It is with sadness that we mark the passing of Mel Watkins (May 15, 1932 – April 2, 2020). Mel was a “giant” among Canadian political economists, a savvy political organizer, and by all accounts, a person dear to many for his generosity of spirit and kindness. Mel was a frequent presenter and guest at the annual conferences of the Society of Socialist Studies and a contributor to this Journal.
In this “Tribute to Mel Watkins” we have collected memories and recollections of colleagues and friends — but this is just the “tip of the iceberg” in terms of the many scholarly and lasting contributions of Mel Watkins. We invite readers to share their own memories and recognitions at the bottom of this web page.
Tributes to Mel Watkins
Sandra Rein, Editor, Socialist Studies
Frank Cunningham, Simon Fraser University
Marjorie Cohen, Burnaby, British Columbia
Paul Kellogg, Athabasca University
Abigail Bakan, OISE, University of Toronto
Ken Collier, Mission, British Columbia
Radhika Desai, University of Manitoba
Kari Polanyi Levitt, McGill University
Please see: https://www.thestar.com/opinion/contributors/2020/04/09/watkins-spirit-lives-on-during-pandemic-battle.html for a piece by Rick Salutin in The Star.
I first met Mel Watkins in the late 1960s through our mutual involvement in the Waffle. Mel was a clear leader in shaping the policies and directions of the Waffle and helped give the movement a significant national profile.
Mel made an important contribution to the work of the left in BC in 1984/85. I had asked him if he would serve as a commissioner on the People’s Commission set up in 1984 by the Solidarity Coalition following the massive protests and major strike in 1983. I knew it was a long shot because Mel was a very busy and active person. But he agreed to do it and travelled often to BC over the next year to sit at hearings around the province and to work on the commission report. The People’s Report; A Social and Economic Alternative for BC. The report became a critical document for the left in BC at that time because it analyzed what was happening in the economy and provided a progressive agenda for moving forward. Mel’s contribution was significant and much appreciated by all of us in BC. The commitment and dedication Mel showed to the project,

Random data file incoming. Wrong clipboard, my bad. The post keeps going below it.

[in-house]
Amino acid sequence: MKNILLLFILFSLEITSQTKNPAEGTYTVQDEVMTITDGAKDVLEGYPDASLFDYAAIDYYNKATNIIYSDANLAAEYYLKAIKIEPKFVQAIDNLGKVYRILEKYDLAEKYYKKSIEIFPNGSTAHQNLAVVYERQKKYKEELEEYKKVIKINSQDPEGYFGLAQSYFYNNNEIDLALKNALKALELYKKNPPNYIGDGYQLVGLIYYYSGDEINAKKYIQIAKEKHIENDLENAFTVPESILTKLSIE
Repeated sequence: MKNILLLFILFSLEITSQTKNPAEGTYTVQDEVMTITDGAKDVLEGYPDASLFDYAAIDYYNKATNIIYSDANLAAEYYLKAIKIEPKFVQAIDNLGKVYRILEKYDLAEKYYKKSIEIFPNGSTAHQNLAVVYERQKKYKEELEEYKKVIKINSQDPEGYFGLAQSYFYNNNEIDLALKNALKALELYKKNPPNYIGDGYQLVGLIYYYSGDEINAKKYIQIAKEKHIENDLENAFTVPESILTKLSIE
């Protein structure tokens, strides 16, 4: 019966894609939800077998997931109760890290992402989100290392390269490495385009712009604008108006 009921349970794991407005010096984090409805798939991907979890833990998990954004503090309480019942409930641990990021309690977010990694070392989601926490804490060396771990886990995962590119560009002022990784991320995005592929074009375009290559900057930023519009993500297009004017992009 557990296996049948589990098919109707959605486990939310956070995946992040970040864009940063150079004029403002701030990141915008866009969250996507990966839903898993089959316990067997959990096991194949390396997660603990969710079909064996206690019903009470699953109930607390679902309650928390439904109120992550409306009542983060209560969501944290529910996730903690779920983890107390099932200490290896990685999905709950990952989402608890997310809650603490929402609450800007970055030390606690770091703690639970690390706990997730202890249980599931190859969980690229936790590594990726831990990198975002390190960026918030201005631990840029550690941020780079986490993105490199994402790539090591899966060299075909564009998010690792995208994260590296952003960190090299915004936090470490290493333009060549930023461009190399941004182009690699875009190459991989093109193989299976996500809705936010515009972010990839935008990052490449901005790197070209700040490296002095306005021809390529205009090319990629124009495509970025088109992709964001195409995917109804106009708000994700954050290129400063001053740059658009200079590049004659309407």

was to many of us, an indication of the type of person he was; a caring person prepared to share his intellect, his time and his energy with us in a great demonstration of real solidarity.
I remember meeting Mel Watkins for the first time in 1994. I was a student at the University of Toronto, and our NDP Club invited Mel to speak to us at Heart House to discuss the damages of corporate-managed “free” trade to workers’ rights and the environment.
Mel later came out to Oakville and helped me with door-to-door campaigning when I was the NDP candidate during the June 1999 Ontario Provincial election. In between doors, we discussed economics, told political jokes and of course, both dreamed about the end of global, corporate capitalism. I was amazed by his energy and enthusiasm. I was only 24 years-old at the time, but I had trouble keeping up with him… He knocked on more doors and spoke with more voters in an afternoon than I could all day.
A year later I joined him (along with Elaine Coburn) for door-to-door campaigning in Beaches-East York, when he was the NDP candidate for the federal election.
We all know Mel from this scholarly work and groundbreaking economic research, but I’ll particularly remember him for his warmth, energetic activism and upstanding character.
It’s marvellous that other tributes can be added. Here is Duncan Cameron’s from Rabble: https://rabble.ca/columnists/2020/04/mel-watkins-engagement-common-good
I was fortunate to have the opportunity to work in the office for Mel’s campaign, not the outcome he should have had, but how lucky to have been there as he swished in and out,keeping us going and the humor, the bounding enthusiasm and conversations. He was an inspiring person.
I first met Mel during the 1971 Texpack strike in Brantford. The plant had been acquired by American Hospital Supply Corporation which had decided to shift production out-of-country. I was impressed by Mel’s passion as he addressed rallies about the risks to the economy and public safety. It’s humbling to realize we now face that same issue with Covid-19, a dangerous shortage of hospital supplies and manufacturing capacity.
Mel was also a wit. Years later I remember sitting with a group around a corner table in the old Rooftop Lounge at the Park Plaza hotel. We were there for some happy hour drinking after a forum on free trade down the street at U of T. Mel was sitting opposite as some Mexican friends from the FAT, a leftwing labour federation, began arguing about how a ministers-in-waiting gambit should play out after the loss of their ’88 election. Mel leaned forward in the dark and growled “if the NDP ever forms a government, I’m not interested in being a minister. They better make me the Governor of the Bank of Canada!” I laughed out loud. But then, wondered… is he serious?!”
The thing is, he would have been a very interesting one.